In 1946–47, Churchill extended his land-holdings around Chartwell, purchasing Chartwell Farm and Parkside Farm, and subsequently Bardogs Farm and a market garden. By 1948, he was farming approximately 500 acres. The farms were managed by Mary Soames's husband, Christopher and Churchill kept cattle and pigs and also grew crops and market vegetables. The farms did not prove profitable, and by 1952 Churchill's operating losses on them exceeded £10,000 a year. By the end of the decade, both the farms and the livestock had been sold. A more lucrative venture was the owning, and later breeding, of racehorses. In 1949, Churchill had purchased Colonist II, which won its first race, the Upavon Stakes, at Salisbury that year, and subsequently netted Churchill £13,000 in winnings. In 1955, Churchill bought the Newchapel Stud and by 1961 his total prize money from racing exceeded £70,000. In the 1950s, he reflected on his racing career; "Perhaps Providence had given him Colonist as a comfort in his old age and to console him for disappointments".
- 28 Hyde Park Gate (Churchill's London home)
- Blenheim Palace (Churchill's birthplace)
- Churchill Archives Centre
- Churchill War Rooms (London)
- Tilden's relations with Clementine were no warmer; in 1923, after they had fallen out over the installation of a kitchen range, Clementine suggested Tilden might move to Tokyo to assist in its reconstruction after an earthquake.
- Clarke records Churchills's approach to writing; "(at night) the day's literary work would really begin...materials for the current chapter would be laid out on a long, raised table. Either Violet Pearman or Grace Hamblin would be on hand for dictation. 'Well, we must have done three thousand words', he would say, normally at about 2 a.m. and the duty secretary could be sent home. An hour or two later, the great wordsmith would also retire."
- Churchill recorded Morton and Wigram's contributions in The Gathering Storm, the first volume of his history of the Second World War. "I formed a great regard for (Morton).He was a neighbour of mine, dwelling only a mile away from Chartwell, and became one of my most intimate advisers till our final victory was won. Wigram saw as clearly as I did, but with more certain information, the awful peril which was closing in upon us."
- Churchill's own History describes only two visits during the war. The first, in April 1942, saw Churchill inspect a Young Soldiers battalion detailed to Chartwell for his personal protection, and write to the Secretary of State for War and the Chief of the Imperial General Staff demanding to know why the battalion reported as being short of Bren guns and carriers. The second, in 1943, was interrupted by the unexpected arrival of the Russian ambassador, Ivan Maisky, who drove down from London to deny charges made by the Polish government-in-exile of Russian responsibility for the Katyn massacre.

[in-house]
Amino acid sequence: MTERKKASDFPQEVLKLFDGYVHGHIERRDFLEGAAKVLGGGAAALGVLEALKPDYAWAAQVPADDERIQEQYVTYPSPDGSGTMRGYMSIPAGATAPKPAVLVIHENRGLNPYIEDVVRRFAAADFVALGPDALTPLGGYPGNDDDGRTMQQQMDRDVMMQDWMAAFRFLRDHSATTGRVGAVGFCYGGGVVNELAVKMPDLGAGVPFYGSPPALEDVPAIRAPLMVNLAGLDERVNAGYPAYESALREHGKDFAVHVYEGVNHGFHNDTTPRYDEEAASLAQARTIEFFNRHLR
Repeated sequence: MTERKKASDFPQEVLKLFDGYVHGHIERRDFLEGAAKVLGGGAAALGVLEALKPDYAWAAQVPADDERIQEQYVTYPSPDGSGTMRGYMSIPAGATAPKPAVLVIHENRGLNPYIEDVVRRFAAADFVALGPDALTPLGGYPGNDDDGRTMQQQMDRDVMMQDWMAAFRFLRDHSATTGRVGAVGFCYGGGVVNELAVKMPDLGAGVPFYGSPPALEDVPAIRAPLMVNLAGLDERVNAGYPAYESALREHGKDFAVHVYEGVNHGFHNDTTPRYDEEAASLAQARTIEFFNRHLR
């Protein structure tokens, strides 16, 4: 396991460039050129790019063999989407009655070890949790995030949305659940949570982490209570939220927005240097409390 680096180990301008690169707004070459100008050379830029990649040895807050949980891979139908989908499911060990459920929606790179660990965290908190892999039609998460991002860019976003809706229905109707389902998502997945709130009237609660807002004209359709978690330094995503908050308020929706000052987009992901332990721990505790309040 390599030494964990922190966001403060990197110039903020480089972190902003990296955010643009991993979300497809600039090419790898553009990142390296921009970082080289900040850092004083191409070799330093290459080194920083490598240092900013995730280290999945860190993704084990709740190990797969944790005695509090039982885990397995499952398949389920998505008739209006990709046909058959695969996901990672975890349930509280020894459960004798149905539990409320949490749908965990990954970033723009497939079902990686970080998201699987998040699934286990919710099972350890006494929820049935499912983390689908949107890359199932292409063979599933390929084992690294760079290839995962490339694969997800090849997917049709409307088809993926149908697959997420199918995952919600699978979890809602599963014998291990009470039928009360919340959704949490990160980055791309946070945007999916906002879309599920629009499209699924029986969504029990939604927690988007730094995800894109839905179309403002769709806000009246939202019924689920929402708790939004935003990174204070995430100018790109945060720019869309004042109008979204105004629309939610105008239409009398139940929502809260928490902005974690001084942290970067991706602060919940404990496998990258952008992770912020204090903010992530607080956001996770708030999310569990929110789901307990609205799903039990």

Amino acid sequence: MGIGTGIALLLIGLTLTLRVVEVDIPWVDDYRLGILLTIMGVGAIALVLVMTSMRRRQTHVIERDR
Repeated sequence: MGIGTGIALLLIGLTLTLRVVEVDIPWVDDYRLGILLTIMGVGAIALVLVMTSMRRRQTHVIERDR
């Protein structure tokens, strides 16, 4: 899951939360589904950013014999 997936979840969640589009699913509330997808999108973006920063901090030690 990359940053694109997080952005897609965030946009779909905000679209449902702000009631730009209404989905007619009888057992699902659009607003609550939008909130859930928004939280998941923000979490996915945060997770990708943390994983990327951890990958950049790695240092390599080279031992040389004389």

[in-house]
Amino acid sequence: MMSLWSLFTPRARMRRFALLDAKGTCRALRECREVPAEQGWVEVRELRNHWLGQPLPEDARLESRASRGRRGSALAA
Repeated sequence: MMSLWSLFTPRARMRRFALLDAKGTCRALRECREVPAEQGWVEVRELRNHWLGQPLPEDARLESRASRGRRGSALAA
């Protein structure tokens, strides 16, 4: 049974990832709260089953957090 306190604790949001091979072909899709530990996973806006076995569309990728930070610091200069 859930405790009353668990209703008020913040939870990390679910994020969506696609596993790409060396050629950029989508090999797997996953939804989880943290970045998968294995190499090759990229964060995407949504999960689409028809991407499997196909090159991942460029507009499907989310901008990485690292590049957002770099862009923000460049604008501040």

- Recording a post-war visit, the historian A. L. Rowse described the goldfish; "I have never seen such fat, spoiled fishes: they were addressed as 'darlings'—as Rufus the poodle had been—and came to the rattle of his cane".
- When Churchill was returned to the premiership in 1951, Chartwell was again closed up as the effort of running 10 Downing Street, the prime minister's official country house Chequers, and Chartwell was too great for Lady Churchill. Anthony Montague Browne, Churchill's last Private Secretary, recalled a discussion at Downing Street in the early 1950s: "WSC – 'I shall go to Chartwell next weekend'. CSC – 'Winston, you can't! It's closed and there will be no one there to cook for you.' WSC – 'I shall cook for myself. I can boil an egg. I've seen it done.'"
- Churchill was a lifelong opponent of physical exercise, Jock Colville recording his comment on it, made during his master's last years at Chartwell: "I get my exercise as a pallbearer to my many friends who exercised all their lives".
- The most recent visitor numbers, for 2018, were 246,336.
- As Churchill was too unwell to travel to the United States to receive his honorary citizenship, it was accepted on his behalf by his son, Randolph. In his reply, Churchill spoke of the wartime alliance between Britain and the USA; "Our comradeship and our brotherhood in war were unexampled. We stood together, and because of that fact the free world now stands".
- A. L. Rowse described the picture in a record of his visit in 1955. Churchill had invited Rowse to comment on the Tudor sections of his A History of the English-Speaking Peoples and Rowse subsequently described the visit in a memoir.
- Robin Fedden's 1968 guide describes this as a view of London Bridge and David Lough's study of Churchill's finances, No More Champagne: Churchill and His Money, titles it Ponte de Londres. The National Trust Collection records it as Pont de Londres (Charing Cross Bridge). The painting was a gift from Emery Reves, Churchill's American publisher.
- Adrian Tinniswood's book The Long Weekend:Life in the English Country House Between The Wars, contains a photograph depicting such a breakfast in 1927.
- Buczacki 2007, p. 106.
- Buczacki 2007, p. 105.
- Garnett 2008, p. 13.
- Garnett 2008, p. 12.
- Historic England. "Chartwell (1272626)". National Heritage List for England. Retrieved 11 November 2012.
- Buczacki 2007, p. 107.
- Buczacki 2007, p. 110.
- Banergee, Jacqueline (21 August 2016). "Styles in Domestic Architecture". The Victorian Web. Retrieved 5 August 2017.
- Buczacki 2007, p. 100.
- Buczacki 2007, p. 101.
- Gilbert 1975, p. 793.
- Gilbert 1977, p. 2027.
- Garnett 2008, p. 11.
- Soames 1998, pp. 263–265.
- Soames 1998, p. 269.
- Bettley 1987, p. 15.
- Garnett 2008, p. 18.